And it all began at Cambridge with the Apostles. He and other members would frequently refer to those not within the highly secretive clique as “phenomena” and not “real.” As an undergraduate, Keynes wrote in a letter to his friend Giles Lytton Strachey,
Is it monomania — this colossal moral superiority that we feel? I get the feeling that most of the rest [of the world outside the Apostles] never see anything at all — too stupid or too wicked.
Keynes’ feeling of superiority was also accompanied by the Apostles’ disdain toward notions of morality and values held by the middle class such as thrift. After graduation, he would help form the Bloomsbury Group which became an intellectual force in early 20th century England. The Bloomsbury Group, like the Apostles, embraced avant-garde views toward aesthetics and morality and detested traditional values. Much of Keynes’ hatred toward sensible views of good and evil was influenced by a philosophy professor at Trinity College named G.E. Moore. To Keynes, Moore’s magnum opus Principia Ethica was “exciting, exhilarating, the beginning of a new renaissance, the opening of a new heaven on earth.” In his memoir “My Early Beliefs,” Keynes insisted that Moore’s personal ethics, “made morals unnecessary….We entirely repudiated a personal liability on us to obey general rules.” Towards the end of the paper, he also ensures his readers that “I remain and always will remain an immoralist.”
Keynes’ rationalization for government intervention and horribly inflated ego lead him to be one of the most sought after economists during the initial throws of the Great Depression. To the politician who fancies himself as a molder of the perfect society, the theories Keynes presented which divorced themselves from all semblance of reality were a Godsend. The General Theory would go on to provide the intellectual cover needed by the political class to convince the man on the street that only the state could deliver him to the land of the plenty.
Most controversial of Keynes’ theories was that investment should be socialized to, in a sense, “euthanize” the rentier class that had no justifiable income. He went as far as to write “Interest today rewards no genuine sacrifice…[T]here are no intrinsic reasons for the scarcity of capital.” The ultimate solution would then be to engineer “an increase in the volume of capital until it ceases to be scarce.” To do so meant lowering the interest rate for borrowers by expanding the money supply. To the delight of public officials, increased government expenditures would then follow in tandem.
Of course this strategy would be successful if it weren’t for one critical detail: capital doesn’t consist of pieces of fiat currency. Capital is real savings represented by things such as industrial machines, assembly lines, factory equipment, optical cables, and raw materials. In other words, capital can never be rendered scarce since it can’t be printed on command. However, this truth has yet to stop politicians from promising “free” goodies for life to susceptible voters.
And that’s why The General Theory wasn’t just a book on economic theory; it was a “how to” guide on winning elections. Should it be any wonder then why so many apologists for the state saw it containing some great, hidden-until-then wisdom?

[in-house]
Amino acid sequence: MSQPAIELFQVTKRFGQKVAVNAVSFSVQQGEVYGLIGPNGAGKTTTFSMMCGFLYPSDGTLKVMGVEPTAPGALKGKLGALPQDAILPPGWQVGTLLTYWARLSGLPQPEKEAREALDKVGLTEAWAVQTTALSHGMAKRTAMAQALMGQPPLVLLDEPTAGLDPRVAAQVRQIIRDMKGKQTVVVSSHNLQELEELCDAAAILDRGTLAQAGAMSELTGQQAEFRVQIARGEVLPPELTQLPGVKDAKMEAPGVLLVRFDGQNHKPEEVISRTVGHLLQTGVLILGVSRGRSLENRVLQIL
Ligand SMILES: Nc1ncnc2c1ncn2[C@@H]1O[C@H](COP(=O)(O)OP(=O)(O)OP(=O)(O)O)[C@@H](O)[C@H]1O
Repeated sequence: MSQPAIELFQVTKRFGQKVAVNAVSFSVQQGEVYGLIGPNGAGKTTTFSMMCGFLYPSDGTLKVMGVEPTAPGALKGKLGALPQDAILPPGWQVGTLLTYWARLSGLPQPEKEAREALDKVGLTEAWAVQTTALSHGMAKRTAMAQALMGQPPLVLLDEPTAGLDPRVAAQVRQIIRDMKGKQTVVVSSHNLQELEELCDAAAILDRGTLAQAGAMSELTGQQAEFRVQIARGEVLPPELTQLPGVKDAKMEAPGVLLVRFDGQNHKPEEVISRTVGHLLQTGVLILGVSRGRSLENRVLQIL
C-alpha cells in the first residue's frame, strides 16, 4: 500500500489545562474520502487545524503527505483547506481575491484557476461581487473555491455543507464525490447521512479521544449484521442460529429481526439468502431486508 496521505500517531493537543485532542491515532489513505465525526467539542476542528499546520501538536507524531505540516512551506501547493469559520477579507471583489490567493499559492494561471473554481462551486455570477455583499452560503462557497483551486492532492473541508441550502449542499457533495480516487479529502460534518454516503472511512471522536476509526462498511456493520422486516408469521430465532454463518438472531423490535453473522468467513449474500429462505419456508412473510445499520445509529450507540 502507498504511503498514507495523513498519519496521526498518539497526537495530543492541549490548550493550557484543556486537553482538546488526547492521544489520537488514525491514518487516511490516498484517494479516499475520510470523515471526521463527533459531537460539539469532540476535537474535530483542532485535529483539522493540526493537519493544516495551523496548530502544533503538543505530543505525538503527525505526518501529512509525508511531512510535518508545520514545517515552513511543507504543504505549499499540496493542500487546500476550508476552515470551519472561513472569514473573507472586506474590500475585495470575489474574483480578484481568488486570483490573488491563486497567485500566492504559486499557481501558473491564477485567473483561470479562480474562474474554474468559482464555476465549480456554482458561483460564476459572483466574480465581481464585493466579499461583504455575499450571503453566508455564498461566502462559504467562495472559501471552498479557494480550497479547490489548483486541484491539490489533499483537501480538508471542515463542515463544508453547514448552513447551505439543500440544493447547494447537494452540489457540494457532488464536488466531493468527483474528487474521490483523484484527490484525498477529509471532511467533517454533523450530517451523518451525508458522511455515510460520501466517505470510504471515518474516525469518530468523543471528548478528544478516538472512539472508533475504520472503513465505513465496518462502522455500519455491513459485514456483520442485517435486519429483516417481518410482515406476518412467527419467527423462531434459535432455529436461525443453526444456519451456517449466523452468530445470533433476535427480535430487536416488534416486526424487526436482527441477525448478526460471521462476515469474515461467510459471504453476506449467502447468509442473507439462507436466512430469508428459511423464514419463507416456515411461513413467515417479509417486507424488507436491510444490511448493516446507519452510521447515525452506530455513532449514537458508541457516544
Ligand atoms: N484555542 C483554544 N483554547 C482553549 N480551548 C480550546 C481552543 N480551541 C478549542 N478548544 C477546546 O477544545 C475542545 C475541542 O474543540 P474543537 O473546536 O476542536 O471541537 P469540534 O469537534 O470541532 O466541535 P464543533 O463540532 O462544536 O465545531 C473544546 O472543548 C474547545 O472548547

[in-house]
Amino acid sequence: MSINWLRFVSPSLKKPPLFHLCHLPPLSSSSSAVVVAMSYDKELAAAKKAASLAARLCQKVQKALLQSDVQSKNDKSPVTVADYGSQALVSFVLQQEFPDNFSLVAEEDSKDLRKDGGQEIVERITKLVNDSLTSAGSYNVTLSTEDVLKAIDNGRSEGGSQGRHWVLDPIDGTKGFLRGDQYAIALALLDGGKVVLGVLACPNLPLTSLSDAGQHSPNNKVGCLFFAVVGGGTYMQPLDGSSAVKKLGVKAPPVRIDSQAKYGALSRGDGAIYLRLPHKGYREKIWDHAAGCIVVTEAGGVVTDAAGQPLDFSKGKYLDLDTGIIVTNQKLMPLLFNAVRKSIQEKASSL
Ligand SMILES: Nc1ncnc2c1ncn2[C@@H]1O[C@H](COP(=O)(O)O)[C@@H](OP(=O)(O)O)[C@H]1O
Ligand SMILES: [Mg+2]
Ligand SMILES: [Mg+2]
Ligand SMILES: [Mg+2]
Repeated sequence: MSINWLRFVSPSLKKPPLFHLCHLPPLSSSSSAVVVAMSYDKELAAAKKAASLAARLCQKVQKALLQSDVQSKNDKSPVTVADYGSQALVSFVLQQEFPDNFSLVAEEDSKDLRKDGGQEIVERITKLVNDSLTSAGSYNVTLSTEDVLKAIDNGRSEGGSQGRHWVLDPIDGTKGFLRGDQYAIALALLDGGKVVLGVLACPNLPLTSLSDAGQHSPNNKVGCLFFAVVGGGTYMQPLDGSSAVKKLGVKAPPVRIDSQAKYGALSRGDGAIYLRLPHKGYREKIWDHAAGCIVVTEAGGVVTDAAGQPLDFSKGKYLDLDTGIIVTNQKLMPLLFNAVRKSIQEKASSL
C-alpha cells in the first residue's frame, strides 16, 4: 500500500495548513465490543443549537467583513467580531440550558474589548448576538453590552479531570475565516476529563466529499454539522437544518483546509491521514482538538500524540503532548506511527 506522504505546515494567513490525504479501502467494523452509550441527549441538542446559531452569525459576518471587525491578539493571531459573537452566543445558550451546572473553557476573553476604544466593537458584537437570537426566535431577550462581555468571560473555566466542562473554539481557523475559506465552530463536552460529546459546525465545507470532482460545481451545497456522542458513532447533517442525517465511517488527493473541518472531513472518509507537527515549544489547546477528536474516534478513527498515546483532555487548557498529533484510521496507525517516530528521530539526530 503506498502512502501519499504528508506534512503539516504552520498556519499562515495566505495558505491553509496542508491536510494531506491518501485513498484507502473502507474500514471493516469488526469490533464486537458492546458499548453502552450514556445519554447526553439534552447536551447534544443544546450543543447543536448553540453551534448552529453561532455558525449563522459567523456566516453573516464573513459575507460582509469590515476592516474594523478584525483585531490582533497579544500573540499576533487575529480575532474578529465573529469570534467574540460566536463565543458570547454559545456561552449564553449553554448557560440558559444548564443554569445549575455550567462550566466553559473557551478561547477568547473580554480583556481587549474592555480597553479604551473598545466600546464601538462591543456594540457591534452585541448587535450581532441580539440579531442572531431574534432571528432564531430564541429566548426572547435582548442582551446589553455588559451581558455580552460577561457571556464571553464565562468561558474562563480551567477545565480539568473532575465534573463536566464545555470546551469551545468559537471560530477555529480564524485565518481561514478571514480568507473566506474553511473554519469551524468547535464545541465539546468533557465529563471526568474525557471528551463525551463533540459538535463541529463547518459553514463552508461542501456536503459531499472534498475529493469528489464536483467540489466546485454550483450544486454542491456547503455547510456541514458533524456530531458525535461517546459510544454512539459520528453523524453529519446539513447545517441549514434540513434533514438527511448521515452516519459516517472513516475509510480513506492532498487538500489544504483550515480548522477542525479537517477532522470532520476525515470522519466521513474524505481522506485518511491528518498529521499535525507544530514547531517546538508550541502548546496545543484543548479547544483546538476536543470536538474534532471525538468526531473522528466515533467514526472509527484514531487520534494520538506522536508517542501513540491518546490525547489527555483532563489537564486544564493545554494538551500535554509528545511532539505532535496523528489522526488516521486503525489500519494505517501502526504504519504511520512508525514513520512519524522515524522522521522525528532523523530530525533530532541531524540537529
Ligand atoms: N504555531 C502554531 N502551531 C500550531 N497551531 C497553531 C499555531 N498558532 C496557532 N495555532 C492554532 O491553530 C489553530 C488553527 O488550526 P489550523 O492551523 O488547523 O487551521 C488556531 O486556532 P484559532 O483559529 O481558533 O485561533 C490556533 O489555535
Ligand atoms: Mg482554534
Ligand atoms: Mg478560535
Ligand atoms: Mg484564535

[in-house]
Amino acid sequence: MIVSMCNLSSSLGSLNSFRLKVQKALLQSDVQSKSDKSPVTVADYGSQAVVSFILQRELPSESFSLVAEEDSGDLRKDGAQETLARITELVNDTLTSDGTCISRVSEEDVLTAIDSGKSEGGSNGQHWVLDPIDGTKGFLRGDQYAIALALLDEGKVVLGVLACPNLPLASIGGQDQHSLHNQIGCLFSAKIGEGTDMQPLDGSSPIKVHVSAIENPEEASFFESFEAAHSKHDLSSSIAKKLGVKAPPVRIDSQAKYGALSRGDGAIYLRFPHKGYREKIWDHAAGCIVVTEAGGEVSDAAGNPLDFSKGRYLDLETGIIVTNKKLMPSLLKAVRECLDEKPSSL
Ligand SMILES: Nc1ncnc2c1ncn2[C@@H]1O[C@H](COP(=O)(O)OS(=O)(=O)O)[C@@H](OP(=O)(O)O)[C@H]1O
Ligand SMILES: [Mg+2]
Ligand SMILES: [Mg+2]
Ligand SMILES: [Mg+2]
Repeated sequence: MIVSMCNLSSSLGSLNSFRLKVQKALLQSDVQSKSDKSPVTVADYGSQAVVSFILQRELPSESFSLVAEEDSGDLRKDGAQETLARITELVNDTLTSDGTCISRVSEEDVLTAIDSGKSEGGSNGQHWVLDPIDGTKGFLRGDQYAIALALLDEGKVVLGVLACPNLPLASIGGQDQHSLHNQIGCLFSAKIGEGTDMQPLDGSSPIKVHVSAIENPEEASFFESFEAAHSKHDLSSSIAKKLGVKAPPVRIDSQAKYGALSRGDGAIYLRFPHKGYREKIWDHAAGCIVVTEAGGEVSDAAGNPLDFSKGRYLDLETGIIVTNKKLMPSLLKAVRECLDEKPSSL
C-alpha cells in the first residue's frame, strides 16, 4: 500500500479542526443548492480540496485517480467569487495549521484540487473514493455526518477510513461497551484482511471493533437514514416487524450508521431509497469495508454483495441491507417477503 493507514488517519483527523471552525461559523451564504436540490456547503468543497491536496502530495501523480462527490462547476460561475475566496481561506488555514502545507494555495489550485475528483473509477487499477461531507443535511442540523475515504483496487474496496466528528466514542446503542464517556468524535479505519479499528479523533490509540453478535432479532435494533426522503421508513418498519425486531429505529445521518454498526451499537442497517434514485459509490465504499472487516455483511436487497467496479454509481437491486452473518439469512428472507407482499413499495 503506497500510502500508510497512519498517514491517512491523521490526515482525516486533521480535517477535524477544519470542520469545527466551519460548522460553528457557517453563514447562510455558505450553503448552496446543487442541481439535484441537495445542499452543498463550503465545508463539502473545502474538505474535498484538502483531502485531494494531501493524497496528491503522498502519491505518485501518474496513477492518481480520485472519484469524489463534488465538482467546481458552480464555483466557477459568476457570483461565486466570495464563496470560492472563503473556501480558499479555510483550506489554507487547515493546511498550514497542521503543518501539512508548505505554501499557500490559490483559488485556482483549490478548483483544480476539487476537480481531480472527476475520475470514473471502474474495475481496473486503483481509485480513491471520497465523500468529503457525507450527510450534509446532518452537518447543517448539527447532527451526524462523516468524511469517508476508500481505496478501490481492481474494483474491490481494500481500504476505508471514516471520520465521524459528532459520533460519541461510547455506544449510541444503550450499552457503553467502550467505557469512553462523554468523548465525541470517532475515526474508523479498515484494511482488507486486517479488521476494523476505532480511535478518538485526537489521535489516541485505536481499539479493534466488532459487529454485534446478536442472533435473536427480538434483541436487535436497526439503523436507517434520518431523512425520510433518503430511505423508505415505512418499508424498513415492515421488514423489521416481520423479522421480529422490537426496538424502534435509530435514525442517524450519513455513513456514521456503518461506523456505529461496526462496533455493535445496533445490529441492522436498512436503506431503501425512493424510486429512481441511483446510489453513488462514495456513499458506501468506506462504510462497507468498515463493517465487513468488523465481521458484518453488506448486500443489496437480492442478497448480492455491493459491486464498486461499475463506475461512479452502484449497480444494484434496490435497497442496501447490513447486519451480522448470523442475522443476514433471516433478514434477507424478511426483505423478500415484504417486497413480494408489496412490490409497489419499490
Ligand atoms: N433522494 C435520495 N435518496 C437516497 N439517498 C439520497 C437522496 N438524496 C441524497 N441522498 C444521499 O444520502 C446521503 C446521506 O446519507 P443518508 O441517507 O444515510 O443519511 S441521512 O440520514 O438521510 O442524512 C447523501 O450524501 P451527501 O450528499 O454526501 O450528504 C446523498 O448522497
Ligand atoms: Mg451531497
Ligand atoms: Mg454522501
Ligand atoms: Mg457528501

Indeed, what politician doesn’t love to hear that prosperity is just a few laws away? The world of homogenous aggregates Keynes presented to the Establishment played into their lustful desire for societal control. In a world of lifeless statistics, the people are nothing more than pawns on a chessboard to be moved to and fro with the faintest of ease. Objections matter naught; the path to virtue is only seen by those central planners who, like Keynes, regard themselves as the chosen few not constrained by the primal instincts of the common people.
In short, John Maynard Keynes didn’t just provide a roadmap for a centrally managed economy, he did so by wrapping his intellectual dishonesty in incomprehensible jargon and charisma. As Murray Rothbard pointed out in his short biography “Keynes, The Man,”
Keynes displayed a positive taste for lying in politics. He habitually made up statistics to suit his political proposals, and he would agitate for world monetary inflation with exaggerated hyperbole while maintaining that “words ought to be a little wild – the assault of thoughts upon the unthinking.” But, revealingly enough, once he achieved power, Keynes admitted that such hyperbole would have to be dropped: “When the seats of power and authority have been attained, there should be no more poetic license”
Keynes’ ego was so grand that when pressed by friend and Austrian economist Friedrich Hayek on the kind of totalitarianism his theories were inspiring, he assured a worried Hayek that he could swing public opinion easily; as if by the quick twisting of his hand.
The question of interest shouldn’t be “what would Keynes do” but rather “why even listen to someone so pompous and nihilistic to begin with?” Just as Keynes missed the Great Depression, modern day Keynesians missed the housing bubble and financial crash. From his contempt for moral principles to his enthusiastic support for eugenics, Keynes saw the world as something separate from the bubble of his fellow elitists. He was a charlatan who convinced a generation of economists that the pool of real savings for any given country could be made infinite if only the state fully embraced the printing press like a dictator embraces the gulag.